flame and shadow,
where the world
is battered
to a house reduced
by hungry wind.
Wind and snow.
A white persistence
as unforgiving as night.


            The sensation of arctic freeze in this poem is so stark and desolate that the reader feels encased in a snow globe, but when this one is shaken, the white flakes that scatter foretell our mortality. Indeed, throughout these poems, Metras invokes the concept of memento mori—in this case, the wind and snow provide a tangible reminder of the inevitability of death, along with a further dichotomy of warmth (i.e., the flame). An attentive reader can easily discern the poet’s many intimations of our fragility and tenuous grip on life. Hence, Metras portrays the weather as both actual phenomenon and metaphor, and the two become interchangeable.


Approaching Harvest

the squash in the garden
huddle with fear of impermanence 

I sit atop the worn
wood table beneath the oak of those
lopped off limb tips like another
vision of this place, one more thing
that will not survive the season.


            The title “Approaching Harvest” seems to belie the underlying implications and import of the poem itself. Harvest time is usually associated with ripeness, bounty, and celebration. But rather than reveling in the thawing out from winter’s destructiveness, Metras uses personification to warn us once again of our friability. The word impermanence is pivotal in forcing us to confront the reality of our brief existence on earth. This conceit shows up again in the last two lines of “Beached Whale,” where the poet declares “we will open / a door in your side and empty you like a closet / full of clues to our own death.”

And in case the point has been missed in those not-so-subtle lines, the ironically macabre poem “Bad Day” is enough to (literally) drive it home:


Bad Day

and the coffin bounds on asphalt,
the lid breaking open,
the body flying on the sidewalk,
dying a second time.


            One would think that at this point the poet would be gleefully heralding the coming of spring. Oddly enough, though, Metras seems loath to leave winter’s carnage, almost willing it to linger, perhaps an acknowledgment that its true meaning continues to loom.  So even despite the robins singing in the cheerfully titled “The Promise of Song,” Metras hearkens back to “winter’s ghostly uniform / that all must wear a little longer.”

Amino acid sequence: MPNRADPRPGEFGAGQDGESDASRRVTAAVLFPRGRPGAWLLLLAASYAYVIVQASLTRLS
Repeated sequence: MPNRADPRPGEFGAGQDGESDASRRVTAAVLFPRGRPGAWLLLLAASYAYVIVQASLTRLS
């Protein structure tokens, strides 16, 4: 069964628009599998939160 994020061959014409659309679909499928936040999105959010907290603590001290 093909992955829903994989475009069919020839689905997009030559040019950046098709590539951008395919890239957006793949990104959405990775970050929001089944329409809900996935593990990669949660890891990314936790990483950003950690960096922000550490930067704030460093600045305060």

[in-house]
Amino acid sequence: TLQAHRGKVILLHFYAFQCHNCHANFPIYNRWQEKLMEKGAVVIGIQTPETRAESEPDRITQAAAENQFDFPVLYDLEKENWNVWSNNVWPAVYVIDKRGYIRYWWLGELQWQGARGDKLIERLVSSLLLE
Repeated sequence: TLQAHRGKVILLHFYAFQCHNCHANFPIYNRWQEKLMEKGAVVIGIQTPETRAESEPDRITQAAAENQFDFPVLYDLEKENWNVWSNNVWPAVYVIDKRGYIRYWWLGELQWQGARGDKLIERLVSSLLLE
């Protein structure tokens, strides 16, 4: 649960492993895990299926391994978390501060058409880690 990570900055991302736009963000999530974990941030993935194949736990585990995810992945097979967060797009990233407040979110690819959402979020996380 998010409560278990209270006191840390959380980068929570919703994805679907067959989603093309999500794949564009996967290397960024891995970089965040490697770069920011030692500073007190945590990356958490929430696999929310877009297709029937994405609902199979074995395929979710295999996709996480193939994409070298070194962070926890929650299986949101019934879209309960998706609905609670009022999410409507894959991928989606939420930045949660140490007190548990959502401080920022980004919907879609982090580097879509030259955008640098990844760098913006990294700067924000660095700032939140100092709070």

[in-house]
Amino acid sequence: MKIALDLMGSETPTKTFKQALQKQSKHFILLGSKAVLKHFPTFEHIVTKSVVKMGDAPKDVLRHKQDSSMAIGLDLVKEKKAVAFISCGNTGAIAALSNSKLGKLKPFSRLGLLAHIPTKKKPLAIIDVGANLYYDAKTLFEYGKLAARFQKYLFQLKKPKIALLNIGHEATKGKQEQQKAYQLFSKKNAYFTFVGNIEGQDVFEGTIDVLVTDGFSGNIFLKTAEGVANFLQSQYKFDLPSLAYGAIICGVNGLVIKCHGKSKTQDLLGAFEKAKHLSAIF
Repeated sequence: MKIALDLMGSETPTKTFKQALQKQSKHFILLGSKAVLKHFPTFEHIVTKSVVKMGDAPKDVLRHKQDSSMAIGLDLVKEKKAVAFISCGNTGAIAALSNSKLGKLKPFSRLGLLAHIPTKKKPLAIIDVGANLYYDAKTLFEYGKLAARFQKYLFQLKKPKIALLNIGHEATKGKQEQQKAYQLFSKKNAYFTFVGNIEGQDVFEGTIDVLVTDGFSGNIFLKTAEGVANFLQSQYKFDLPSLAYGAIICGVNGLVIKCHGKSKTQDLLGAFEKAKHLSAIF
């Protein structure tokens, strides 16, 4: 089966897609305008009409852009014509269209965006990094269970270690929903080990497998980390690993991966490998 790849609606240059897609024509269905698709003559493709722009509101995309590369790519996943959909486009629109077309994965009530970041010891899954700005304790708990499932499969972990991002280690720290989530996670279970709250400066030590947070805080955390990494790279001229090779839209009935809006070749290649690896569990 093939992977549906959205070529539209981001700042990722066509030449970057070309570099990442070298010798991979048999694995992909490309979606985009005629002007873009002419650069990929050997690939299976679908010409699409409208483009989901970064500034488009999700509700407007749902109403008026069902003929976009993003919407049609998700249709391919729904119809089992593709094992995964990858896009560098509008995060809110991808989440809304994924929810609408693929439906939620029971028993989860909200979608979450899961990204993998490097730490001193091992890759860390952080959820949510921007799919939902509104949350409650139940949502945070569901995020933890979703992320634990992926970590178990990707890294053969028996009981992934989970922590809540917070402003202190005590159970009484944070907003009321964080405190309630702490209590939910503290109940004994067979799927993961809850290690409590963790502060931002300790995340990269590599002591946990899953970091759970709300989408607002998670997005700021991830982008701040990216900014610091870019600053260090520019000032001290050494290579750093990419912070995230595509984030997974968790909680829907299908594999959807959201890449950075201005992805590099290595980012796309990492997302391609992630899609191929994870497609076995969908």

The Birth

Snow still whispered its hardships ...

It is the child who speaks to my future.


            But spring does finally arrive and, by design, is aligned with youth. The final section of Vanishing Points ties up all the stuff of life: elders dying, babies being born; love, loss, lament, and even lint (a multi-layered but humorous poem in which Metras notes that he is “the son of a bricklayer with hands / so smooth they’re only fit for picking lint”). The concluding poem, tender and endearing, reignites the taboo cigarette enjoyed in the cellar, with Metras wolfing down his son-in-law’s mint chocolate so that his granddaughter’s dreams will be sweet.

            This collection of haunting poems, then, ends on a hopeful note of regeneration and rejuvenescence. And it is therefore safe to say that Gary Metras is surely a poet for all seasons—
but especially winter.


Gary Metras is the author of eight books of poetry and thirteen chapbooks. His poems have appeared in such journals as America, The Common, One Art, Poetry, Poetry East, and Poetry Salzburg Review. A retired educator, he fly fishes his home waters in western Massachusetts as often as possible.

You can order a copy of Vanishing Points here: